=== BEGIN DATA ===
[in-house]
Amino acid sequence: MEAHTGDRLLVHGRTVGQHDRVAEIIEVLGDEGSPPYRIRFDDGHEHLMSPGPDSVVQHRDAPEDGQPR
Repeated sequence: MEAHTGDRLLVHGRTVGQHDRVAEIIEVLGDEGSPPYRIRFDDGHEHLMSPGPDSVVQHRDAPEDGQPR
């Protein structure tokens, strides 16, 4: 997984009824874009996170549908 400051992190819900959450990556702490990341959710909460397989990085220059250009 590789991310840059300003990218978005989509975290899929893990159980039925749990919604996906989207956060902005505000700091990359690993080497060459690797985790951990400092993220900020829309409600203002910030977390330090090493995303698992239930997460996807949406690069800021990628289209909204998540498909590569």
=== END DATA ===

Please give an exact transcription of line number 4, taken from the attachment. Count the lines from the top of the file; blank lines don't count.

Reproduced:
């Protein structure tokens, strides 16, 4: 997984009824874009996170549908 400051992190819900959450990556702490990341959710909460397989990085220059250009 590789991310840059300003990218978005989509975290899929893990159980039925749990919604996906989207956060902005505000700091990359690993080497060459690797985790951990400092993220900020829309409600203002910030977390330090090493995303698992239930997460996807949406690069800021990628289209909204998540498909590569």